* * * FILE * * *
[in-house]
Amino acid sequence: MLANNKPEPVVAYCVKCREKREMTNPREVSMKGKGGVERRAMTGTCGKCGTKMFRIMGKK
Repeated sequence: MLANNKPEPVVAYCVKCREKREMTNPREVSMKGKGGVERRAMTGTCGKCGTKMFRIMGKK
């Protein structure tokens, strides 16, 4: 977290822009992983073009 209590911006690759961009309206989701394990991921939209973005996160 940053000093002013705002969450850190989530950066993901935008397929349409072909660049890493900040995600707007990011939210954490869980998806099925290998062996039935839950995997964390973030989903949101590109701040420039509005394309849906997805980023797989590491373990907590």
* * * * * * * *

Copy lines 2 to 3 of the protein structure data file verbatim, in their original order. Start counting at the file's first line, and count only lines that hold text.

Amino acid sequence: MLANNKPEPVVAYCVKCREKREMTNPREVSMKGKGGVERRAMTGTCGKCGTKMFRIMGKK
Repeated sequence: MLANNKPEPVVAYCVKCREKREMTNPREVSMKGKGGVERRAMTGTCGKCGTKMFRIMGKK